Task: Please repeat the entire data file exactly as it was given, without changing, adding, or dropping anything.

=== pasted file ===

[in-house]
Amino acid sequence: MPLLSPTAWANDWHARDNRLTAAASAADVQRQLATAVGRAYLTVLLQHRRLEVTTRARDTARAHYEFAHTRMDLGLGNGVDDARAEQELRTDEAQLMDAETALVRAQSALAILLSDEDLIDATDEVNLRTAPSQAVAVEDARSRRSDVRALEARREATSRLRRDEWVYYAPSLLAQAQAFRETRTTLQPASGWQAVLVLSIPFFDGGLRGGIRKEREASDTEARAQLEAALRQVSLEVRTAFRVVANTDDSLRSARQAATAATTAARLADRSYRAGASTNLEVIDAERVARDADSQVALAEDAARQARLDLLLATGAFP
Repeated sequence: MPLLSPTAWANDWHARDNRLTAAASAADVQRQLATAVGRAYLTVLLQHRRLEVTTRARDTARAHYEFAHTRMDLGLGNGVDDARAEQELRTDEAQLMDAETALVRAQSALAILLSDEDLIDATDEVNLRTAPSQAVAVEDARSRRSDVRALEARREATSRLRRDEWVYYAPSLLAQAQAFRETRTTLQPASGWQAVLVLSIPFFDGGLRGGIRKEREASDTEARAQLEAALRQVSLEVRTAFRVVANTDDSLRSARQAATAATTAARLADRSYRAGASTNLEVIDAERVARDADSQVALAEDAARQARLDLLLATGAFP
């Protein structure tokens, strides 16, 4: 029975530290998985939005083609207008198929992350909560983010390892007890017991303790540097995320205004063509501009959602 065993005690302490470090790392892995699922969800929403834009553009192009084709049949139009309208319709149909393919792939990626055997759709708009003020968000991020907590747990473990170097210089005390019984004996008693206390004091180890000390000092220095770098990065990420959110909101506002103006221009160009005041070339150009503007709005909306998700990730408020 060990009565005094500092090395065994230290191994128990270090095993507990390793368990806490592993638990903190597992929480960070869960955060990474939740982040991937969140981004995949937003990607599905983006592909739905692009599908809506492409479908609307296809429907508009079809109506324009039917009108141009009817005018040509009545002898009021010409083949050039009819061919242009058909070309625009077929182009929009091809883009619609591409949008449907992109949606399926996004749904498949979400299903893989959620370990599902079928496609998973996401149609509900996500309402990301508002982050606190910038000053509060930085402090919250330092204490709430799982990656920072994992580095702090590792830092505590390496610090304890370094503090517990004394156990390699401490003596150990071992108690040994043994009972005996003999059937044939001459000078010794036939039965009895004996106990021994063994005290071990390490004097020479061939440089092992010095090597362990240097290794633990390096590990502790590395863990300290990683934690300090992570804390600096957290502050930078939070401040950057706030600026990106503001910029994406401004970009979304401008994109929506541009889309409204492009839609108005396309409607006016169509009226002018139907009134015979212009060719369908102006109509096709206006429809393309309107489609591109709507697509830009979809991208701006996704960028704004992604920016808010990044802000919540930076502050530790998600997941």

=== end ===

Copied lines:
[in-house]
Amino acid sequence: MPLLSPTAWANDWHARDNRLTAAASAADVQRQLATAVGRAYLTVLLQHRRLEVTTRARDTARAHYEFAHTRMDLGLGNGVDDARAEQELRTDEAQLMDAETALVRAQSALAILLSDEDLIDATDEVNLRTAPSQAVAVEDARSRRSDVRALEARREATSRLRRDEWVYYAPSLLAQAQAFRETRTTLQPASGWQAVLVLSIPFFDGGLRGGIRKEREASDTEARAQLEAALRQVSLEVRTAFRVVANTDDSLRSARQAATAATTAARLADRSYRAGASTNLEVIDAERVARDADSQVALAEDAARQARLDLLLATGAFP
Repeated sequence: MPLLSPTAWANDWHARDNRLTAAASAADVQRQLATAVGRAYLTVLLQHRRLEVTTRARDTARAHYEFAHTRMDLGLGNGVDDARAEQELRTDEAQLMDAETALVRAQSALAILLSDEDLIDATDEVNLRTAPSQAVAVEDARSRRSDVRALEARREATSRLRRDEWVYYAPSLLAQAQAFRETRTTLQPASGWQAVLVLSIPFFDGGLRGGIRKEREASDTEARAQLEAALRQVSLEVRTAFRVVANTDDSLRSARQAATAATTAARLADRSYRAGASTNLEVIDAERVARDADSQVALAEDAARQARLDLLLATGAFP
């Protein structure tokens, strides 16, 4: 029975530290998985939005083609207008198929992350909560983010390892007890017991303790540097995320205004063509501009959602 065993005690302490470090790392892995699922969800929403834009553009192009084709049949139009309208319709149909393919792939990626055997759709708009003020968000991020907590747990473990170097210089005390019984004996008693206390004091180890000390000092220095770098990065990420959110909101506002103006221009160009005041070339150009503007709005909306998700990730408020 060990009565005094500092090395065994230290191994128990270090095993507990390793368990806490592993638990903190597992929480960070869960955060990474939740982040991937969140981004995949937003990607599905983006592909739905692009599908809506492409479908609307296809429907508009079809109506324009039917009108141009009817005018040509009545002898009021010409083949050039009819061919242009058909070309625009077929182009929009091809883009619609591409949008449907992109949606399926996004749904498949979400299903893989959620370990599902079928496609998973996401149609509900996500309402990301508002982050606190910038000053509060930085402090919250330092204490709430799982990656920072994992580095702090590792830092505590390496610090304890370094503090517990004394156990390699401490003596150990071992108690040994043994009972005996003999059937044939001459000078010794036939039965009895004996106990021994063994005290071990390490004097020479061939440089092992010095090597362990240097290794633990390096590990502790590395863990300290990683934690300090992570804390600096957290502050930078939070401040950057706030600026990106503001910029994406401004970009979304401008994109929506541009889309409204492009839609108005396309409607006016169509009226002018139907009134015979212009060719369908102006109509096709206006429809393309309107489609591109709507697509830009979809991208701006996704960028704004992604920016808010990044802000919540930076502050530790998600997941």